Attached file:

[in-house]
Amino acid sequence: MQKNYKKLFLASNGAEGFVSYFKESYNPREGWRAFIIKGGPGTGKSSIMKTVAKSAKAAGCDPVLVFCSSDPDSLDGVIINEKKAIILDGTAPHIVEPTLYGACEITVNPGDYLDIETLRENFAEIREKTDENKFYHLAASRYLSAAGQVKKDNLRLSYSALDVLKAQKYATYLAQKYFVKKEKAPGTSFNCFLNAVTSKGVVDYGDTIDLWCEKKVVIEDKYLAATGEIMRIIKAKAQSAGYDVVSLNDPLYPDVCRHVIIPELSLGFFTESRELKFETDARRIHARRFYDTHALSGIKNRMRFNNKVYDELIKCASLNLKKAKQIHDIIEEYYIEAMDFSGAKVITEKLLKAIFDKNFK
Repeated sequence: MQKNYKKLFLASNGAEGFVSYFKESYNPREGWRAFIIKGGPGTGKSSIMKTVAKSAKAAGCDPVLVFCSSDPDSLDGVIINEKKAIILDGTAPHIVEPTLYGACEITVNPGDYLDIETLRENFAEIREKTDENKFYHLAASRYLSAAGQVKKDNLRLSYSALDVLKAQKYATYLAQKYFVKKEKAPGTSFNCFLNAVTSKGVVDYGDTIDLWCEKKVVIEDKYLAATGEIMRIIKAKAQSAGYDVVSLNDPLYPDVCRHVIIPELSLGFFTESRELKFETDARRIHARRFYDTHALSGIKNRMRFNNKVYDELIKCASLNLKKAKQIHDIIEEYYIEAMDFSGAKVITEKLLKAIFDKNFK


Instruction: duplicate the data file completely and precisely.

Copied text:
[in-house]
Amino acid sequence: MQKNYKKLFLASNGAEGFVSYFKESYNPREGWRAFIIKGGPGTGKSSIMKTVAKSAKAAGCDPVLVFCSSDPDSLDGVIINEKKAIILDGTAPHIVEPTLYGACEITVNPGDYLDIETLRENFAEIREKTDENKFYHLAASRYLSAAGQVKKDNLRLSYSALDVLKAQKYATYLAQKYFVKKEKAPGTSFNCFLNAVTSKGVVDYGDTIDLWCEKKVVIEDKYLAATGEIMRIIKAKAQSAGYDVVSLNDPLYPDVCRHVIIPELSLGFFTESRELKFETDARRIHARRFYDTHALSGIKNRMRFNNKVYDELIKCASLNLKKAKQIHDIIEEYYIEAMDFSGAKVITEKLLKAIFDKNFK
Repeated sequence: MQKNYKKLFLASNGAEGFVSYFKESYNPREGWRAFIIKGGPGTGKSSIMKTVAKSAKAAGCDPVLVFCSSDPDSLDGVIINEKKAIILDGTAPHIVEPTLYGACEITVNPGDYLDIETLRENFAEIREKTDENKFYHLAASRYLSAAGQVKKDNLRLSYSALDVLKAQKYATYLAQKYFVKKEKAPGTSFNCFLNAVTSKGVVDYGDTIDLWCEKKVVIEDKYLAATGEIMRIIKAKAQSAGYDVVSLNDPLYPDVCRHVIIPELSLGFFTESRELKFETDARRIHARRFYDTHALSGIKNRMRFNNKVYDELIKCASLNLKKAKQIHDIIEEYYIEAMDFSGAKVITEKLLKAIFDKNFK